Travellers at ‘bottom of barrel’ in current accommodation crisis

Different gradients of ‘terrible’ housing conditions as families stage protest in Co Galway

 Travellers protest in Ballinasloe: “If we just had a basic upgrade, we’d be happy. But it’s as if the county council has forgotten about us.”Photograph: Galway Bay FM/Galway Traveller Movement

Travellers protest in Ballinasloe: “If we just had a basic upgrade, we’d be happy. But it’s as if the county council has forgotten about us.”Photograph: Galway Bay FM/Galway Traveller Movement

 

Travellers are at the “bottom of the barrel” in the current housing crisis, participants in a protest in Co Galway have said.

Increasing numbers of Traveller families have returned to live on the sides of roads or are forced into overcrowded house-sharing situations, members of the Ballinasloe Traveller Action Group said at a demonstration in the town on Tuesday.

“There are now different gradients of ‘terrible’ in conditions which are affecting the health of young children and their parents in particular,” said Maedhbh Moroney, a public health co-ordinator for Galway Traveller Movement (GTM).

Among those affected is Bridget Ward, a mother of six children aged between nine and 18, who has been in a temporary halting site in Capira, between Killimor and Portumna.

“We are here four years, but only one of the bays for mobile homes has electricity,” Ms Ward said. “I have two sons with young families – one with a newborn baby – in mobiles in two other bays with no electricity. And the halting site facilities are very limited, with no showers and no area for small children to play in.

“If we just had a basic upgrade, we’d be happy,” she added. “But it’s as if the county council has forgotten about us.”

Meeting targets

According to Ms Moroney, Galway County Council and the local Traveller accommodation consultative committee had failed to meet the targets in a Traveller action plan, or the targets were set “too low” to tackle accommodation needs.

She said there was no proposal in the current local authority plan to build any Traveller-specific accommodation in a county with one of the highest Traveller populations in the State.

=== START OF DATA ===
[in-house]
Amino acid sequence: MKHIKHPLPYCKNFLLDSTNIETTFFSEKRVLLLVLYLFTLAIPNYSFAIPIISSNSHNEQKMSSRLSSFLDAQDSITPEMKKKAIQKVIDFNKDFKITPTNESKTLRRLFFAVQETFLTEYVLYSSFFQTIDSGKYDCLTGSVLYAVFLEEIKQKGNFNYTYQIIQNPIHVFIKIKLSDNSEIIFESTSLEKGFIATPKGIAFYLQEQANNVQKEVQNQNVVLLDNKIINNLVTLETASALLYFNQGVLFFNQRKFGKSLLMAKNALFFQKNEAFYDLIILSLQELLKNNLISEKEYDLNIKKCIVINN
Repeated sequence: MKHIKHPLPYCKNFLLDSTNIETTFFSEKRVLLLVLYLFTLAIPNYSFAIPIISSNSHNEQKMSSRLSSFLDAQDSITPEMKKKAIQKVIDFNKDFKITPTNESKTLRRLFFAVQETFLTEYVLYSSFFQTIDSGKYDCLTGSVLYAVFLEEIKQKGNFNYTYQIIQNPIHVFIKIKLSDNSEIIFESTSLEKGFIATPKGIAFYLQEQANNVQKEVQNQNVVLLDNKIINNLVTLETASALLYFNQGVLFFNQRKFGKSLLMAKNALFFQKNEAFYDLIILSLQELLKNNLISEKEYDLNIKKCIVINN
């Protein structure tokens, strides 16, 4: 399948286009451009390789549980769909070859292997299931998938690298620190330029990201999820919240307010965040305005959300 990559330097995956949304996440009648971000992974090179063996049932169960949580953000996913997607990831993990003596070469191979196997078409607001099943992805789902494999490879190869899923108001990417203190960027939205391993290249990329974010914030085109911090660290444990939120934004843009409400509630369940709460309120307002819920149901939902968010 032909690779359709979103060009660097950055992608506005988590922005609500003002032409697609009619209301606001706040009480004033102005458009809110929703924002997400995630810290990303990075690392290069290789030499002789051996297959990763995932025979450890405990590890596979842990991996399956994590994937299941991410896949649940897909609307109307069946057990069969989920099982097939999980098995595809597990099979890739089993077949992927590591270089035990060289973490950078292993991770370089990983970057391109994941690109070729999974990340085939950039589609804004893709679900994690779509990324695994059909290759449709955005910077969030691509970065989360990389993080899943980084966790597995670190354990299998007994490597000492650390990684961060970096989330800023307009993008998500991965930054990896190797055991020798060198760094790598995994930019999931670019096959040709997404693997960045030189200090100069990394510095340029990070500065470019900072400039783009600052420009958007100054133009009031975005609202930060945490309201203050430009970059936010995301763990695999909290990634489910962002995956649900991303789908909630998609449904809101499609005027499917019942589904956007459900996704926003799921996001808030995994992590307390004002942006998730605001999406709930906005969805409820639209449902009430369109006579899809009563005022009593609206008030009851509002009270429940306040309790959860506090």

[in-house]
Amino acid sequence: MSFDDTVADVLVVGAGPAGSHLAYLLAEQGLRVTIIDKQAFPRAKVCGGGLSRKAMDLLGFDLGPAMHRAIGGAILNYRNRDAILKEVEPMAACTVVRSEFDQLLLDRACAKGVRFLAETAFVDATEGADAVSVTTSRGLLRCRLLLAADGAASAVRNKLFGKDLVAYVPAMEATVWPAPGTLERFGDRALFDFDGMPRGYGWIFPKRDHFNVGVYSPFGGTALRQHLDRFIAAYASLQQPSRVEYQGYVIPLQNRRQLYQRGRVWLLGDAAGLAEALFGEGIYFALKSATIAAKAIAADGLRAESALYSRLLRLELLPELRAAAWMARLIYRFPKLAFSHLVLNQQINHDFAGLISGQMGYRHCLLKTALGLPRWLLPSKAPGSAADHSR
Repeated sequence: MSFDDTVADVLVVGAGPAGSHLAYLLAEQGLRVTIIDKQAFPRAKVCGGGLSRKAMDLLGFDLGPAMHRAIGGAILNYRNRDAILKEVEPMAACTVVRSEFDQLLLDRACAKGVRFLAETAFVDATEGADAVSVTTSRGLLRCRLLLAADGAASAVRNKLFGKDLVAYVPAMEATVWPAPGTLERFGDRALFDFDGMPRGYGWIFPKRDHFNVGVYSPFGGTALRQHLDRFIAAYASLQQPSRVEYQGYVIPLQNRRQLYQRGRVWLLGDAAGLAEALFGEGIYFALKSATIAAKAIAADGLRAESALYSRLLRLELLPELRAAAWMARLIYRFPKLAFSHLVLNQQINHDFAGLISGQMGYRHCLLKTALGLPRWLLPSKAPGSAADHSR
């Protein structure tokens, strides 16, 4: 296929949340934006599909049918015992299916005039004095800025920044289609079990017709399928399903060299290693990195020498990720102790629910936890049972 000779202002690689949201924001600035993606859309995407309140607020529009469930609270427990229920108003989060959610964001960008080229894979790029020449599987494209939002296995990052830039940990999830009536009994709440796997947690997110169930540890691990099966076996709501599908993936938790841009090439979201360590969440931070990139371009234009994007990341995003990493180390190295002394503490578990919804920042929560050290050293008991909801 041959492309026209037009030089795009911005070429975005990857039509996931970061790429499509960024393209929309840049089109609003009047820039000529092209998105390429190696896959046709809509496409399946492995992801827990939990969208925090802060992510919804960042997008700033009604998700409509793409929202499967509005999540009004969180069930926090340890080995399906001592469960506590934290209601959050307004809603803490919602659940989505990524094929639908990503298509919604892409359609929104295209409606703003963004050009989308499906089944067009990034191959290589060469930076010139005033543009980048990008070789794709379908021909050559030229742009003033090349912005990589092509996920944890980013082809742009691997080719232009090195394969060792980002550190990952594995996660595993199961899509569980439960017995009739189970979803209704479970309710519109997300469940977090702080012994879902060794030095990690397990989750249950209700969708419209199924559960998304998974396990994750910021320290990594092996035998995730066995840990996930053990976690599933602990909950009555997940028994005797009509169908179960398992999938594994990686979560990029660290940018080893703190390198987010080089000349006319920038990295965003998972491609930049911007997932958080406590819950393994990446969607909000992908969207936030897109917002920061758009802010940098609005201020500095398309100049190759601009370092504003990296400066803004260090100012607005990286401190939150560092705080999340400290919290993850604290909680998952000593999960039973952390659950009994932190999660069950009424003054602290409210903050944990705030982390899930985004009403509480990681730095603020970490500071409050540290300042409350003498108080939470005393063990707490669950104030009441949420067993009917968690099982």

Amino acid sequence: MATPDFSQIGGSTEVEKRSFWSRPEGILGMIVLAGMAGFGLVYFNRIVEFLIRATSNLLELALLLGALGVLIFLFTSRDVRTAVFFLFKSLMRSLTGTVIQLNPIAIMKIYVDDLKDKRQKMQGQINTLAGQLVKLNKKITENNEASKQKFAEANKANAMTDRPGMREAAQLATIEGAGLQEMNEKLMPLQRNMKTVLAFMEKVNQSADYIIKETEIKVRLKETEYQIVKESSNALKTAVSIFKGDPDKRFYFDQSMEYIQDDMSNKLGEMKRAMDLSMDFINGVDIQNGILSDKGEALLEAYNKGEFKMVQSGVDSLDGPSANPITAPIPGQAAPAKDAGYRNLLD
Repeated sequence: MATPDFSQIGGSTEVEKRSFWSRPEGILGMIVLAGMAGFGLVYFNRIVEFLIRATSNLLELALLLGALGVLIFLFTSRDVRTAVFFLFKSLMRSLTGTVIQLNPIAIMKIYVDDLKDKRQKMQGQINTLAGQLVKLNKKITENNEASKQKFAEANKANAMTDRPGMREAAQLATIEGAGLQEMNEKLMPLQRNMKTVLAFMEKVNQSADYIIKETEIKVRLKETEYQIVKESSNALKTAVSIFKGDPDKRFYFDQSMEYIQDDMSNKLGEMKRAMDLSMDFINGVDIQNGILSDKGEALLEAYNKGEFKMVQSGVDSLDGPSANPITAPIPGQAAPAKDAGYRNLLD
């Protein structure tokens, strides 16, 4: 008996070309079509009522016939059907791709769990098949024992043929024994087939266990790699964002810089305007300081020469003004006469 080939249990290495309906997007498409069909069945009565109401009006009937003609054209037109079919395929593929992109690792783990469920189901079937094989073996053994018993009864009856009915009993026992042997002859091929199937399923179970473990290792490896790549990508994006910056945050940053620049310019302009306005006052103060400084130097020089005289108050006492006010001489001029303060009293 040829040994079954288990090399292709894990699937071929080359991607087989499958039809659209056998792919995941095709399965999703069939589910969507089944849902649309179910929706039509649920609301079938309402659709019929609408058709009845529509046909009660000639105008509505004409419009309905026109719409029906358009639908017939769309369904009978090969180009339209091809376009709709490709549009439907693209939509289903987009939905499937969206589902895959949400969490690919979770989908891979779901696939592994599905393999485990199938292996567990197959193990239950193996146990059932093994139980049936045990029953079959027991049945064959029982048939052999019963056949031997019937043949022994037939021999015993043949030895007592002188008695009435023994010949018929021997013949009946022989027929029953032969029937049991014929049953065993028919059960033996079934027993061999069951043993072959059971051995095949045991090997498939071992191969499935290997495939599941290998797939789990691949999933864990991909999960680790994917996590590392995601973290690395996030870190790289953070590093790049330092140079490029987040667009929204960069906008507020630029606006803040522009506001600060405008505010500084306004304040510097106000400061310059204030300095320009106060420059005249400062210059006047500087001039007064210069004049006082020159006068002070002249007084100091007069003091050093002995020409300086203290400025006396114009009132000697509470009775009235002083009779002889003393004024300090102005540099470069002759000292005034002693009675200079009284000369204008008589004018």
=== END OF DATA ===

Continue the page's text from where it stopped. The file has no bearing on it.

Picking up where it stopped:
She said that a shortage of quality private rented accommodation and discrimination by landlords meant this option was not available to many Traveller families at all. Emergency accommodation meant that families were split up, and this was not a long-term solution, she said.

In a response, Galway County Council said its Traveller accommodation programme for 2014-2018 had met the accommodation needs of 122 households to the end of August.

The council said its plan had identified the projected needs of 103 families to December this year and 173 families by 2018.

However, GTM says it has 370 families on its county database.

GTM submission

The council said the Traveller accommodation programme was currently the subject of a review. October 1st was the closing date for submissions, bit it said that no submission had been received from the GTM.

GTM said this was correct, but that it had been keen to engage in consultation.

Ms Moroney said the local authority is aware that a submission is being worked on and would be in very shortly.

The council stressed that support services were available to those “at risk of losing their homes”, and said that the Traveller accommodation consultative committee was an “effective forum” for “all relevant stakeholders to address issues”.

Ms Moroney said Traveller families were sympathetic to the many people affected by the housing and private rental crisis, but that Travellers had been in a crisis for a number of years.